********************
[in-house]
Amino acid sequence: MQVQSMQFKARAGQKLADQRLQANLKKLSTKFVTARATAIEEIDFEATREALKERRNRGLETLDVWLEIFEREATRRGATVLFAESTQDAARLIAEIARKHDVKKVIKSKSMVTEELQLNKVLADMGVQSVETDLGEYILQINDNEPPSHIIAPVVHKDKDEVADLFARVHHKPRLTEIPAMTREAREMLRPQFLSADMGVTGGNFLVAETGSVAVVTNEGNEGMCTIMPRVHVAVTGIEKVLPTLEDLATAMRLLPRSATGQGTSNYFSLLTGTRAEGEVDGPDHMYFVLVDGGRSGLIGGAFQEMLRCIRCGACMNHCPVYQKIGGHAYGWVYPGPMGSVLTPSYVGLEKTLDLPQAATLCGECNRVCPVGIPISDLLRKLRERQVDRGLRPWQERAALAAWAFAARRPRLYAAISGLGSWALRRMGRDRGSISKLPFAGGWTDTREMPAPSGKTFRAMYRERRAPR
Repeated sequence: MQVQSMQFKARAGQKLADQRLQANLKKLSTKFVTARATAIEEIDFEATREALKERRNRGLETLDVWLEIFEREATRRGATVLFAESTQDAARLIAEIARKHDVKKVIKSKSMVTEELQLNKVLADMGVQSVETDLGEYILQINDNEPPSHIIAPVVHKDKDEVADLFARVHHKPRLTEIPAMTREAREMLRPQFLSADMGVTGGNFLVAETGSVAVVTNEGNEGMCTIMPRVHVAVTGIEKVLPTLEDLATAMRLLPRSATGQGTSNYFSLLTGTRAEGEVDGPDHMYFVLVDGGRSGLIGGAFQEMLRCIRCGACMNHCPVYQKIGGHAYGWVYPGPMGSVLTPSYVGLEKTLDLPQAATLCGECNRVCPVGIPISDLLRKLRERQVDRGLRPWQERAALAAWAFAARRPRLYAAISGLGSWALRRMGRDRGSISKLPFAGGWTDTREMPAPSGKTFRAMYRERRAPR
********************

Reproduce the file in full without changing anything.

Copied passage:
[in-house]
Amino acid sequence: MQVQSMQFKARAGQKLADQRLQANLKKLSTKFVTARATAIEEIDFEATREALKERRNRGLETLDVWLEIFEREATRRGATVLFAESTQDAARLIAEIARKHDVKKVIKSKSMVTEELQLNKVLADMGVQSVETDLGEYILQINDNEPPSHIIAPVVHKDKDEVADLFARVHHKPRLTEIPAMTREAREMLRPQFLSADMGVTGGNFLVAETGSVAVVTNEGNEGMCTIMPRVHVAVTGIEKVLPTLEDLATAMRLLPRSATGQGTSNYFSLLTGTRAEGEVDGPDHMYFVLVDGGRSGLIGGAFQEMLRCIRCGACMNHCPVYQKIGGHAYGWVYPGPMGSVLTPSYVGLEKTLDLPQAATLCGECNRVCPVGIPISDLLRKLRERQVDRGLRPWQERAALAAWAFAARRPRLYAAISGLGSWALRRMGRDRGSISKLPFAGGWTDTREMPAPSGKTFRAMYRERRAPR
Repeated sequence: MQVQSMQFKARAGQKLADQRLQANLKKLSTKFVTARATAIEEIDFEATREALKERRNRGLETLDVWLEIFEREATRRGATVLFAESTQDAARLIAEIARKHDVKKVIKSKSMVTEELQLNKVLADMGVQSVETDLGEYILQINDNEPPSHIIAPVVHKDKDEVADLFARVHHKPRLTEIPAMTREAREMLRPQFLSADMGVTGGNFLVAETGSVAVVTNEGNEGMCTIMPRVHVAVTGIEKVLPTLEDLATAMRLLPRSATGQGTSNYFSLLTGTRAEGEVDGPDHMYFVLVDGGRSGLIGGAFQEMLRCIRCGACMNHCPVYQKIGGHAYGWVYPGPMGSVLTPSYVGLEKTLDLPQAATLCGECNRVCPVGIPISDLLRKLRERQVDRGLRPWQERAALAAWAFAARRPRLYAAISGLGSWALRRMGRDRGSISKLPFAGGWTDTREMPAPSGKTFRAMYRERRAPR